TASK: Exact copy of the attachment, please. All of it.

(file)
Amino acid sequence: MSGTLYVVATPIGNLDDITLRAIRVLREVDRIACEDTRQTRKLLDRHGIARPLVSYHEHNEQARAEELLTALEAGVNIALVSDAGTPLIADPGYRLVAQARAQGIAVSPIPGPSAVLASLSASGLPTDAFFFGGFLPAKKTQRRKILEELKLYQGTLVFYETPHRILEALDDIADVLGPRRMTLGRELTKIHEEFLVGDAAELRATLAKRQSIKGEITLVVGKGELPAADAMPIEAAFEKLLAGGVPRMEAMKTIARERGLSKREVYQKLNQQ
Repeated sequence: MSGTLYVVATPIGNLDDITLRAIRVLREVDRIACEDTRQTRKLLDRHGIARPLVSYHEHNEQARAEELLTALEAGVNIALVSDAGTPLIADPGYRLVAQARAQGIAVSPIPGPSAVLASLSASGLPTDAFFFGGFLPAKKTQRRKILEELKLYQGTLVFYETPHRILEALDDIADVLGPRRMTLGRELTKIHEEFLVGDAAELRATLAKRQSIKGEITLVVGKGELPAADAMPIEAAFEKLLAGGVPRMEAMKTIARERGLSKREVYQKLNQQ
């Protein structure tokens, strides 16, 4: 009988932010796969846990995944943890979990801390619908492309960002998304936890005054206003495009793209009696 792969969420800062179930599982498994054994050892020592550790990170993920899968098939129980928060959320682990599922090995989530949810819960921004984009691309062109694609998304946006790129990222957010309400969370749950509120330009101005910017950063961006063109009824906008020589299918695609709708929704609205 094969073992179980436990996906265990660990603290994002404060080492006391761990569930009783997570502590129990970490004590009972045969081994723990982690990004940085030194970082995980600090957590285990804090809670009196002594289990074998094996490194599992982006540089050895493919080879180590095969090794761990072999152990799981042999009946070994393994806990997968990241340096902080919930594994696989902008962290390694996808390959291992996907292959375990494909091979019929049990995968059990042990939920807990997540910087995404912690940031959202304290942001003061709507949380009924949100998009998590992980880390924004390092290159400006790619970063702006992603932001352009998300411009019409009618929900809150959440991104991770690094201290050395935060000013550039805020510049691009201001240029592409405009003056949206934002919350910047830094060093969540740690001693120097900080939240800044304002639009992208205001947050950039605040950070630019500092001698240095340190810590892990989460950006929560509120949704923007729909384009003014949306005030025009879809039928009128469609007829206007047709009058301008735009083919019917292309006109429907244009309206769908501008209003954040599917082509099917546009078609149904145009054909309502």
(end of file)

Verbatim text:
Amino acid sequence: MSGTLYVVATPIGNLDDITLRAIRVLREVDRIACEDTRQTRKLLDRHGIARPLVSYHEHNEQARAEELLTALEAGVNIALVSDAGTPLIADPGYRLVAQARAQGIAVSPIPGPSAVLASLSASGLPTDAFFFGGFLPAKKTQRRKILEELKLYQGTLVFYETPHRILEALDDIADVLGPRRMTLGRELTKIHEEFLVGDAAELRATLAKRQSIKGEITLVVGKGELPAADAMPIEAAFEKLLAGGVPRMEAMKTIARERGLSKREVYQKLNQQ
Repeated sequence: MSGTLYVVATPIGNLDDITLRAIRVLREVDRIACEDTRQTRKLLDRHGIARPLVSYHEHNEQARAEELLTALEAGVNIALVSDAGTPLIADPGYRLVAQARAQGIAVSPIPGPSAVLASLSASGLPTDAFFFGGFLPAKKTQRRKILEELKLYQGTLVFYETPHRILEALDDIADVLGPRRMTLGRELTKIHEEFLVGDAAELRATLAKRQSIKGEITLVVGKGELPAADAMPIEAAFEKLLAGGVPRMEAMKTIARERGLSKREVYQKLNQQ
């Protein structure tokens, strides 16, 4: 009988932010796969846990995944943890979990801390619908492309960002998304936890005054206003495009793209009696 792969969420800062179930599982498994054994050892020592550790990170993920899968098939129980928060959320682990599922090995989530949810819960921004984009691309062109694609998304946006790129990222957010309400969370749950509120330009101005910017950063961006063109009824906008020589299918695609709708929704609205 094969073992179980436990996906265990660990603290994002404060080492006391761990569930009783997570502590129990970490004590009972045969081994723990982690990004940085030194970082995980600090957590285990804090809670009196002594289990074998094996490194599992982006540089050895493919080879180590095969090794761990072999152990799981042999009946070994393994806990997968990241340096902080919930594994696989902008962290390694996808390959291992996907292959375990494909091979019929049990995968059990042990939920807990997540910087995404912690940031959202304290942001003061709507949380009924949100998009998590992980880390924004390092290159400006790619970063702006992603932001352009998300411009019409009618929900809150959440991104991770690094201290050395935060000013550039805020510049691009201001240029592409405009003056949206934002919350910047830094060093969540740690001693120097900080939240800044304002639009992208205001947050950039605040950070630019500092001698240095340190810590892990989460950006929560509120949704923007729909384009003014949306005030025009879809039928009128469609007829206007047709009058301008735009083919019917292309006109429907244009309206769908501008209003954040599917082509099917546009078609149904145009054909309502």